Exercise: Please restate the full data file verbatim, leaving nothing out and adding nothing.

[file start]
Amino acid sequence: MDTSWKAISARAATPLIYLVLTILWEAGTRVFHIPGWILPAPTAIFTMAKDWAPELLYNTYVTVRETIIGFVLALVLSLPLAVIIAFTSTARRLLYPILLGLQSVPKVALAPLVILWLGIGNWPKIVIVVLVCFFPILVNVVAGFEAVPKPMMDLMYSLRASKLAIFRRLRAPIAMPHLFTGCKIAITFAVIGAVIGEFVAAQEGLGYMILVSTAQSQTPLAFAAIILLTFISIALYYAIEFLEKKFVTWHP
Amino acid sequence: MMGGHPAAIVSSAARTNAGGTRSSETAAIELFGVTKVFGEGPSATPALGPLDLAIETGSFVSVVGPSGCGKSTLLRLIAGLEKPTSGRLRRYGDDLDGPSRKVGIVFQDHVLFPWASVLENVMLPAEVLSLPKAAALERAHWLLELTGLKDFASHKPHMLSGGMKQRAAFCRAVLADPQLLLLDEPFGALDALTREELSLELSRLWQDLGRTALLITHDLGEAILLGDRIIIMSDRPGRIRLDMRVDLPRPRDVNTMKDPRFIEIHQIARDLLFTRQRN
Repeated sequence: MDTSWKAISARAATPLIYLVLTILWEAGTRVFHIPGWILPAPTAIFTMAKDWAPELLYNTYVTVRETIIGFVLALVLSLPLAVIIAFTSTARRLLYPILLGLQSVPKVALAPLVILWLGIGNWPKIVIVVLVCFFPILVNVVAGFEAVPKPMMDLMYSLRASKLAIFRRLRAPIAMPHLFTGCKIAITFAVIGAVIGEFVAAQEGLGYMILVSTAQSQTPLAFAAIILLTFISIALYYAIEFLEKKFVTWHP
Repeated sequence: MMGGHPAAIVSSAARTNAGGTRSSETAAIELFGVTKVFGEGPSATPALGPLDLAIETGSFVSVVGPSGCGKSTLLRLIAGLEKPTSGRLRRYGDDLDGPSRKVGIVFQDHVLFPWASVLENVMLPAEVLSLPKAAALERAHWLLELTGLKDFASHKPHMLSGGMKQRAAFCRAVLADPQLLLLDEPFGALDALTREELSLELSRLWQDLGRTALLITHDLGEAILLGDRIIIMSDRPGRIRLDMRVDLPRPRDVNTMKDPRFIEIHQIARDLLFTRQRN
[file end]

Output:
Amino acid sequence: MDTSWKAISARAATPLIYLVLTILWEAGTRVFHIPGWILPAPTAIFTMAKDWAPELLYNTYVTVRETIIGFVLALVLSLPLAVIIAFTSTARRLLYPILLGLQSVPKVALAPLVILWLGIGNWPKIVIVVLVCFFPILVNVVAGFEAVPKPMMDLMYSLRASKLAIFRRLRAPIAMPHLFTGCKIAITFAVIGAVIGEFVAAQEGLGYMILVSTAQSQTPLAFAAIILLTFISIALYYAIEFLEKKFVTWHP
Amino acid sequence: MMGGHPAAIVSSAARTNAGGTRSSETAAIELFGVTKVFGEGPSATPALGPLDLAIETGSFVSVVGPSGCGKSTLLRLIAGLEKPTSGRLRRYGDDLDGPSRKVGIVFQDHVLFPWASVLENVMLPAEVLSLPKAAALERAHWLLELTGLKDFASHKPHMLSGGMKQRAAFCRAVLADPQLLLLDEPFGALDALTREELSLELSRLWQDLGRTALLITHDLGEAILLGDRIIIMSDRPGRIRLDMRVDLPRPRDVNTMKDPRFIEIHQIARDLLFTRQRN
Repeated sequence: MDTSWKAISARAATPLIYLVLTILWEAGTRVFHIPGWILPAPTAIFTMAKDWAPELLYNTYVTVRETIIGFVLALVLSLPLAVIIAFTSTARRLLYPILLGLQSVPKVALAPLVILWLGIGNWPKIVIVVLVCFFPILVNVVAGFEAVPKPMMDLMYSLRASKLAIFRRLRAPIAMPHLFTGCKIAITFAVIGAVIGEFVAAQEGLGYMILVSTAQSQTPLAFAAIILLTFISIALYYAIEFLEKKFVTWHP
Repeated sequence: MMGGHPAAIVSSAARTNAGGTRSSETAAIELFGVTKVFGEGPSATPALGPLDLAIETGSFVSVVGPSGCGKSTLLRLIAGLEKPTSGRLRRYGDDLDGPSRKVGIVFQDHVLFPWASVLENVMLPAEVLSLPKAAALERAHWLLELTGLKDFASHKPHMLSGGMKQRAAFCRAVLADPQLLLLDEPFGALDALTREELSLELSRLWQDLGRTALLITHDLGEAILLGDRIIIMSDRPGRIRLDMRVDLPRPRDVNTMKDPRFIEIHQIARDLLFTRQRN